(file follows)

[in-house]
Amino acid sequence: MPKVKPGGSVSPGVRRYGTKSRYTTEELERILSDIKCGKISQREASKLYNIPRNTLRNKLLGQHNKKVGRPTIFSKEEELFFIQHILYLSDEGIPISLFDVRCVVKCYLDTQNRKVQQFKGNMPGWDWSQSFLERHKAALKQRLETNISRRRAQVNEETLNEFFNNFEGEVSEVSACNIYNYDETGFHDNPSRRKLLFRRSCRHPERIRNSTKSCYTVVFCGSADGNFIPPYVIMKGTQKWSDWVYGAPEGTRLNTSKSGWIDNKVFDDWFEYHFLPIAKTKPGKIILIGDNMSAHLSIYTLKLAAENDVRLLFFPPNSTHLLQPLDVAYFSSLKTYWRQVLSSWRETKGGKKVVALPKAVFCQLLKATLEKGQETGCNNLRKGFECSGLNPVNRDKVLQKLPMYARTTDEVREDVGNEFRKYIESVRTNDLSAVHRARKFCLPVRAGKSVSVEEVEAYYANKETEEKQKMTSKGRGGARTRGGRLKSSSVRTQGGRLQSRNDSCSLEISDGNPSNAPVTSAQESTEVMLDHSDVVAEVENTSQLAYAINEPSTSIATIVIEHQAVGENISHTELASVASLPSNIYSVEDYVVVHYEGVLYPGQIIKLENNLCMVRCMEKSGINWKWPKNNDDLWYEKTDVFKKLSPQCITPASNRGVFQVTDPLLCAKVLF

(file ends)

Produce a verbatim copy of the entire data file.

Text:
[in-house]
Amino acid sequence: MPKVKPGGSVSPGVRRYGTKSRYTTEELERILSDIKCGKISQREASKLYNIPRNTLRNKLLGQHNKKVGRPTIFSKEEELFFIQHILYLSDEGIPISLFDVRCVVKCYLDTQNRKVQQFKGNMPGWDWSQSFLERHKAALKQRLETNISRRRAQVNEETLNEFFNNFEGEVSEVSACNIYNYDETGFHDNPSRRKLLFRRSCRHPERIRNSTKSCYTVVFCGSADGNFIPPYVIMKGTQKWSDWVYGAPEGTRLNTSKSGWIDNKVFDDWFEYHFLPIAKTKPGKIILIGDNMSAHLSIYTLKLAAENDVRLLFFPPNSTHLLQPLDVAYFSSLKTYWRQVLSSWRETKGGKKVVALPKAVFCQLLKATLEKGQETGCNNLRKGFECSGLNPVNRDKVLQKLPMYARTTDEVREDVGNEFRKYIESVRTNDLSAVHRARKFCLPVRAGKSVSVEEVEAYYANKETEEKQKMTSKGRGGARTRGGRLKSSSVRTQGGRLQSRNDSCSLEISDGNPSNAPVTSAQESTEVMLDHSDVVAEVENTSQLAYAINEPSTSIATIVIEHQAVGENISHTELASVASLPSNIYSVEDYVVVHYEGVLYPGQIIKLENNLCMVRCMEKSGINWKWPKNNDDLWYEKTDVFKKLSPQCITPASNRGVFQVTDPLLCAKVLF